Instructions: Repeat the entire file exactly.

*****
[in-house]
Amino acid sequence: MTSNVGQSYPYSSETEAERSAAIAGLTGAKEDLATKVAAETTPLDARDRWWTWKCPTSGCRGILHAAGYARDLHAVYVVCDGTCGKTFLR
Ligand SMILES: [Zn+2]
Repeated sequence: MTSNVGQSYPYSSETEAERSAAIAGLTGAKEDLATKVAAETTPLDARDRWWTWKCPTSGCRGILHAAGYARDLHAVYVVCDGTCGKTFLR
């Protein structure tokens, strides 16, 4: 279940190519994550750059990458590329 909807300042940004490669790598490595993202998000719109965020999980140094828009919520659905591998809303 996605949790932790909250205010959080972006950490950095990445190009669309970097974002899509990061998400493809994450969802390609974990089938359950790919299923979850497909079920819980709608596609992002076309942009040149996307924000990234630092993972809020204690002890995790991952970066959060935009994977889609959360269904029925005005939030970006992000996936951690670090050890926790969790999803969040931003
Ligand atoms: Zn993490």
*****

[in-house]
Amino acid sequence: MTSNVGQSYPYSSETEAERSAAIAGLTGAKEDLATKVAAETTPLDARDRWWTWKCPTSGCRGILHAAGYARDLHAVYVVCDGTCGKTFLR
Ligand SMILES: [Zn+2]
Repeated sequence: MTSNVGQSYPYSSETEAERSAAIAGLTGAKEDLATKVAAETTPLDARDRWWTWKCPTSGCRGILHAAGYARDLHAVYVVCDGTCGKTFLR
């Protein structure tokens, strides 16, 4: 279940190519994550750059990458590329 909807300042940004490669790598490595993202998000719109965020999980140094828009919520659905591998809303 996605949790932790909250205010959080972006950490950095990445190009669309970097974002899509990061998400493809994450969802390609974990089938359950790919299923979850497909079920819980709608596609992002076309942009040149996307924000990234630092993972809020204690002890995790991952970066959060935009994977889609959360269904029925005005939030970006992000996936951690670090050890926790969790999803969040931003
Ligand atoms: Zn993490």